# Elliptic Curve Cryptography

# Introduction

## What is Cryptography?

Cryptography is the study of how to securely communicate a message even when a third party can intercept all transmissions. Plaintext is the original message to be sent. Encryption converts plaintext into ciphertext, which hides the original message. Finally, decryption converts ciphertext back into plaintext to reveal the initial message.

An important issue arises when this process happens on the Internet: how can we communicate securely when we must assume that eavesdroppers are able to intercept all communications, including the method of encryption? For example, it may be relatively difficult to crack a substitution cipher (a cipher in which each character is substituted for another) in a vacuum, but if the eavesdropper was able to intercept everything being sent, then they would also be able to intercept the cipher!

This problem is actually impossible to solve the way it is currently stated. If an eavesdropper has access to both the ciphertext and the method of encryption, they can simply encrypt every possible plaintext message until it matches the ciphertext. The goal is to make it computationally infeasible for the message to be intercepted. For example, trying trillions of possible messages is infeasible. However, smarter techniques can reverse engineer the plaintext input from the ciphertext, or at least narrow down the possibilities until trying each one becomes feasible.

This brings us to the concept of a trapdoor function. A trapdoor function is easy to calculate but difficult to find the inverse of, without some private secret. This is useful in cryptography: the recipient can generate a trapdoor function along with the private key needed to solve it, and only send out the details of the function. The sender can then use the function to encode plaintext into ciphertext, and the recipient can use their private key to invert it back into plaintext. The eavesdropper, however, does not know the private key, and so must manually find the function’s inverse, which takes far too long.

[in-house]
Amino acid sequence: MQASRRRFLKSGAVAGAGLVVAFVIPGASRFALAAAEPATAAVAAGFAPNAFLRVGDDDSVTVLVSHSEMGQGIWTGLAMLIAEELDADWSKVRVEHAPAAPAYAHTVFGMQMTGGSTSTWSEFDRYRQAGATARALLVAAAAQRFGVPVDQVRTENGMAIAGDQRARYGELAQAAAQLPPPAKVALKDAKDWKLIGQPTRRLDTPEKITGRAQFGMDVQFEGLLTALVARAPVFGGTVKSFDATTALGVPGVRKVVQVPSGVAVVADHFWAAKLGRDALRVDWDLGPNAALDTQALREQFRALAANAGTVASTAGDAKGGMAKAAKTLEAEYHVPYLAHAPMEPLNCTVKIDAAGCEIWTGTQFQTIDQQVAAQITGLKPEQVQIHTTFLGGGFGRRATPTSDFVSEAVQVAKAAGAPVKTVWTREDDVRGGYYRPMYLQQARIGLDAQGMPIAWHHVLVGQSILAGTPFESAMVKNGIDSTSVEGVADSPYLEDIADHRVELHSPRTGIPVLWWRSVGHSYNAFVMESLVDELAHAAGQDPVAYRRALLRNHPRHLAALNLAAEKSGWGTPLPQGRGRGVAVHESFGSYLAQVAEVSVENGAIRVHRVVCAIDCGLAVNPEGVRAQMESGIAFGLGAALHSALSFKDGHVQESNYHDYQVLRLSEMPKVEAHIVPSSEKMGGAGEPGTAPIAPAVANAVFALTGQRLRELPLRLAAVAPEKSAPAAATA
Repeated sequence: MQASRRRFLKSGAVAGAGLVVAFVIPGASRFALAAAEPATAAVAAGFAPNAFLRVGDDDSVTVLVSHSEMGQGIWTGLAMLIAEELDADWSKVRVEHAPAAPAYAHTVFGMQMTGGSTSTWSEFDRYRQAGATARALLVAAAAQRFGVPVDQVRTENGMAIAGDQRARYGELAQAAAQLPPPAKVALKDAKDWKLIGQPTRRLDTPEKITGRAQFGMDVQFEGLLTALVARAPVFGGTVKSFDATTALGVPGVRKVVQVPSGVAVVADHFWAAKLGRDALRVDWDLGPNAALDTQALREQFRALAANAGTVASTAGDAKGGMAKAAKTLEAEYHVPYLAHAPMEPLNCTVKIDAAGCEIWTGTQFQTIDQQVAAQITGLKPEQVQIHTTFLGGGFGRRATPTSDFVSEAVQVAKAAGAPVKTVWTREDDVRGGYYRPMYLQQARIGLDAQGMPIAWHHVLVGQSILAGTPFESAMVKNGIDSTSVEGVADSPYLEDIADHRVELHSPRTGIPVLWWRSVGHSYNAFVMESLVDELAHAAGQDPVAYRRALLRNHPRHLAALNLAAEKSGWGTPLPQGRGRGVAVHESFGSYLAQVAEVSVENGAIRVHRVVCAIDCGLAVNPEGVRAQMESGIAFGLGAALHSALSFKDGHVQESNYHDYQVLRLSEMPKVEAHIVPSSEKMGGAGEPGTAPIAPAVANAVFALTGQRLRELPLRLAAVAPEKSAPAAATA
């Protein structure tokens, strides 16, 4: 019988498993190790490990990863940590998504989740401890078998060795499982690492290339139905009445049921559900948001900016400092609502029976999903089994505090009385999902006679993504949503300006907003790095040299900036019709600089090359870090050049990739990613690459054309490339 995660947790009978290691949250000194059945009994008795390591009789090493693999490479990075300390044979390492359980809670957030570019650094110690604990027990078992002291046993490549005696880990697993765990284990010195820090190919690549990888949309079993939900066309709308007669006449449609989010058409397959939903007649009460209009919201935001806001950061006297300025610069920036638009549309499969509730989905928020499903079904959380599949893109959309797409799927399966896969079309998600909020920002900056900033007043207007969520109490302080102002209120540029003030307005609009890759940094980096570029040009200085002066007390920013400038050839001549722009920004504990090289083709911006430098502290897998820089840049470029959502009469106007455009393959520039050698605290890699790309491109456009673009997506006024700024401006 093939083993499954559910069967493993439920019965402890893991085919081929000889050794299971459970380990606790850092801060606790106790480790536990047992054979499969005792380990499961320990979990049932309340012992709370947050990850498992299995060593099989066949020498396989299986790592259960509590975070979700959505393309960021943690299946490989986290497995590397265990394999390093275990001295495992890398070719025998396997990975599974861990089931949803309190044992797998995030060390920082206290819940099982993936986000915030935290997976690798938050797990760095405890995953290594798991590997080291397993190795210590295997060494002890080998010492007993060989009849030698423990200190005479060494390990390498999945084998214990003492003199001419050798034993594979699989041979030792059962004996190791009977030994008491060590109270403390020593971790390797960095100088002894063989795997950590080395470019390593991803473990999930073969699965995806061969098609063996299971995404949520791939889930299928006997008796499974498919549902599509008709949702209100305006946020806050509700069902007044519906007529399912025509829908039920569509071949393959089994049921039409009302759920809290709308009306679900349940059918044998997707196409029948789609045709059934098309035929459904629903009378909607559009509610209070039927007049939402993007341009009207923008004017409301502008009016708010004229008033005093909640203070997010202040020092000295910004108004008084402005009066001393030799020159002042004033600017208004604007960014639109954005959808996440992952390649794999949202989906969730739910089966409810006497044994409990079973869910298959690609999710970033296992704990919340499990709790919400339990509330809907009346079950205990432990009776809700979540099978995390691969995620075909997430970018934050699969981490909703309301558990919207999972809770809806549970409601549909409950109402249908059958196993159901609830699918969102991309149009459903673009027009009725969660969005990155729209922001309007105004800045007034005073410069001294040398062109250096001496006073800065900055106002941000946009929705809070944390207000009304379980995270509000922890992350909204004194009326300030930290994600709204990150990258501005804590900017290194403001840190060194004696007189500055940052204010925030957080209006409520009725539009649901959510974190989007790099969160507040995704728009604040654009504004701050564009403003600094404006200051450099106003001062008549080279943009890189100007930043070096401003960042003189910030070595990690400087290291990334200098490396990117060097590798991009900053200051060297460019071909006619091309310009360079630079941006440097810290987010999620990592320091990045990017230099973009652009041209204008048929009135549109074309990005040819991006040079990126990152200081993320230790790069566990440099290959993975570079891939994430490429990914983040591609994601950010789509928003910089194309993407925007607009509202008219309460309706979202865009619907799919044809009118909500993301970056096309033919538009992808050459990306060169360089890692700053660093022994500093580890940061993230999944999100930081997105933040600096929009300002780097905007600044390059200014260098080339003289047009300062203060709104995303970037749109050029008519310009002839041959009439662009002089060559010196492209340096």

## Why Not RSA?

RSA encryption is a popular method used today that uses the above principle to safely communicate messages. If you don’t know anything about it, there is another article, "Modular arithmetic and public-key cryptography," dedicated to explaining how it works. That article also introduces mods, so if even if you’re not interested in RSA, it will still be helpful to read the first two sections.

RSA still has not been cracked, but many advancements have made it more feasible to solve. The algorithm’s safety relies on the difficulty of tasks such as factoring large numbers, which is something many mathematicians have made important progress in solving. As a result, the keys used in RSA encryption must get progressively larger to deter attacks. While this maintains security, it makes encryption and decryption less convenient. Elliptic curves, however, don’t have algorithms that are as effective in solving them, thus allowing for smaller keys with the same level of protection and faster processing.

# Elliptic Curves

So what exactly is an elliptic curve, and why is it so useful in cryptography?

An elliptic curve is the graph of the equation \(y^2=x^3+ax+b\). A couple examples are displayed below:

We can define a group using the points on the elliptic curve. A group is a set of objects which are connected by some binary operation. In this case, we’ll define what it means to add points together. This operation must have certain properties: